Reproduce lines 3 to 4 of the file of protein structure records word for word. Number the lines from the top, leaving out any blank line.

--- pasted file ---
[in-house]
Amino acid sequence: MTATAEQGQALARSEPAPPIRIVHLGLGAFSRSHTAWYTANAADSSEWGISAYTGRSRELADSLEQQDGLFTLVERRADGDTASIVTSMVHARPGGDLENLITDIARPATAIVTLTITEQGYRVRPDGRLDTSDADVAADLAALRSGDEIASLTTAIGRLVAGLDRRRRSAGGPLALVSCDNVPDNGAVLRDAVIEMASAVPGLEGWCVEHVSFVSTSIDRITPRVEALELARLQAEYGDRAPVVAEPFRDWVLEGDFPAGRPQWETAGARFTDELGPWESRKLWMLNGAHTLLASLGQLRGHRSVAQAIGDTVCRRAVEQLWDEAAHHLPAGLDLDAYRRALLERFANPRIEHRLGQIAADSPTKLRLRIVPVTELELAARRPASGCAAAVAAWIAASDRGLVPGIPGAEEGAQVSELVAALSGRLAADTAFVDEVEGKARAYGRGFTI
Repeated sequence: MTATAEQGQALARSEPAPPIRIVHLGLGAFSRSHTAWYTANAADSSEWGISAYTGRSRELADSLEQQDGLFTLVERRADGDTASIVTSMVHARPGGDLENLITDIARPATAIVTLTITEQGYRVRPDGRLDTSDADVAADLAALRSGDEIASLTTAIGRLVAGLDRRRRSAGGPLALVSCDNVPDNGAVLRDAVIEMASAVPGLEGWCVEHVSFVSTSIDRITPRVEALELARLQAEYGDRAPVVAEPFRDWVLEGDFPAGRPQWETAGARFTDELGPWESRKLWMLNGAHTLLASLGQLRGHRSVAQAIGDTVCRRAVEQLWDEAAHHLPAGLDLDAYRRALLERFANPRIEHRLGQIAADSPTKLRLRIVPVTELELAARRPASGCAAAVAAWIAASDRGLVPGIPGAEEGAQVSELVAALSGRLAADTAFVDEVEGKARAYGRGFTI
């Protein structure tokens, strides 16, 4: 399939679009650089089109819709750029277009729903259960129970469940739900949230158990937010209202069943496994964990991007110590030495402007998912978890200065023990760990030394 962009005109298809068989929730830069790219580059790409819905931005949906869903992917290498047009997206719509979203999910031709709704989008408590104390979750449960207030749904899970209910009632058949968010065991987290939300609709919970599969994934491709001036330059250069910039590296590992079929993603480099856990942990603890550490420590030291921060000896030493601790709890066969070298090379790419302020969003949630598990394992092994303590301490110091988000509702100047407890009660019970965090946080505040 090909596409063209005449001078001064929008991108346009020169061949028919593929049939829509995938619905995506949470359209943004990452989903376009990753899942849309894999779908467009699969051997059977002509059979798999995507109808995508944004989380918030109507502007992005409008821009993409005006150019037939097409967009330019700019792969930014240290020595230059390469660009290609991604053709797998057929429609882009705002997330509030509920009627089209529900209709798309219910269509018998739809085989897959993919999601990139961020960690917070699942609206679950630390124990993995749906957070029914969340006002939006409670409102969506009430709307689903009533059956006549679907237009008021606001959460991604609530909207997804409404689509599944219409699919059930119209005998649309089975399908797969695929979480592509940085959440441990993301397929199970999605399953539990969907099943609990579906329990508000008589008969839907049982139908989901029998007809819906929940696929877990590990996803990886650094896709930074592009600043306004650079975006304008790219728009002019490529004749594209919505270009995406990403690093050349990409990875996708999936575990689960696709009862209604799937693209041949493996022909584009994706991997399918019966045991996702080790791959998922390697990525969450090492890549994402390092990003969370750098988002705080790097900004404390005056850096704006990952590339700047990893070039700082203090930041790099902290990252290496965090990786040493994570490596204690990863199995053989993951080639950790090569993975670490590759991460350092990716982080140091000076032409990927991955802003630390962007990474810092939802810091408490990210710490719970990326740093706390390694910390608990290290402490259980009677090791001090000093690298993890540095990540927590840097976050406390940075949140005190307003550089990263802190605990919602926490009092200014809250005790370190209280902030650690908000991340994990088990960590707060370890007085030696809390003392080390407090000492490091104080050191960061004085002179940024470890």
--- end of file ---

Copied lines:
Repeated sequence: MTATAEQGQALARSEPAPPIRIVHLGLGAFSRSHTAWYTANAADSSEWGISAYTGRSRELADSLEQQDGLFTLVERRADGDTASIVTSMVHARPGGDLENLITDIARPATAIVTLTITEQGYRVRPDGRLDTSDADVAADLAALRSGDEIASLTTAIGRLVAGLDRRRRSAGGPLALVSCDNVPDNGAVLRDAVIEMASAVPGLEGWCVEHVSFVSTSIDRITPRVEALELARLQAEYGDRAPVVAEPFRDWVLEGDFPAGRPQWETAGARFTDELGPWESRKLWMLNGAHTLLASLGQLRGHRSVAQAIGDTVCRRAVEQLWDEAAHHLPAGLDLDAYRRALLERFANPRIEHRLGQIAADSPTKLRLRIVPVTELELAARRPASGCAAAVAAWIAASDRGLVPGIPGAEEGAQVSELVAALSGRLAADTAFVDEVEGKARAYGRGFTI
């Protein structure tokens, strides 16, 4: 399939679009650089089109819709750029277009729903259960129970469940739900949230158990937010209202069943496994964990991007110590030495402007998912978890200065023990760990030394 962009005109298809068989929730830069790219580059790409819905931005949906869903992917290498047009997206719509979203999910031709709704989008408590104390979750449960207030749904899970209910009632058949968010065991987290939300609709919970599969994934491709001036330059250069910039590296590992079929993603480099856990942990603890550490420590030291921060000896030493601790709890066969070298090379790419302020969003949630598990394992092994303590301490110091988000509702100047407890009660019970965090946080505040 090909596409063209005449001078001064929008991108346009020169061949028919593929049939829509995938619905995506949470359209943004990452989903376009990753899942849309894999779908467009699969051997059977002509059979798999995507109808995508944004989380918030109507502007992005409008821009993409005006150019037939097409967009330019700019792969930014240290020595230059390469660009290609991604053709797998057929429609882009705002997330509030509920009627089209529900209709798309219910269509018998739809085989897959993919999601990139961020960690917070699942609206679950630390124990993995749906957070029914969340006002939006409670409102969506009430709307689903009533059956006549679907237009008021606001959460991604609530909207997804409404689509599944219409699919059930119209005998649309089975399908797969695929979480592509940085959440441990993301397929199970999605399953539990969907099943609990579906329990508000008589008969839907049982139908989901029998007809819906929940696929877990590990996803990886650094896709930074592009600043306004650079975006304008790219728009002019490529004749594209919505270009995406990403690093050349990409990875996708999936575990689960696709009862209604799937693209041949493996022909584009994706991997399918019966045991996702080790791959998922390697990525969450090492890549994402390092990003969370750098988002705080790097900004404390005056850096704006990952590339700047990893070039700082203090930041790099902290990252290496965090990786040493994570490596204690990863199995053989993951080639950790090569993975670490590759991460350092990716982080140091000076032409990927991955802003630390962007990474810092939802810091408490990210710490719970990326740093706390390694910390608990290290402490259980009677090791001090000093690298993890540095990540927590840097976050406390940075949140005190307003550089990263802190605990919602926490009092200014809250005790370190209280902030650690908000991340994990088990960590707060370890007085030696809390003392080390407090000492490091104080050191960061004085002179940024470890």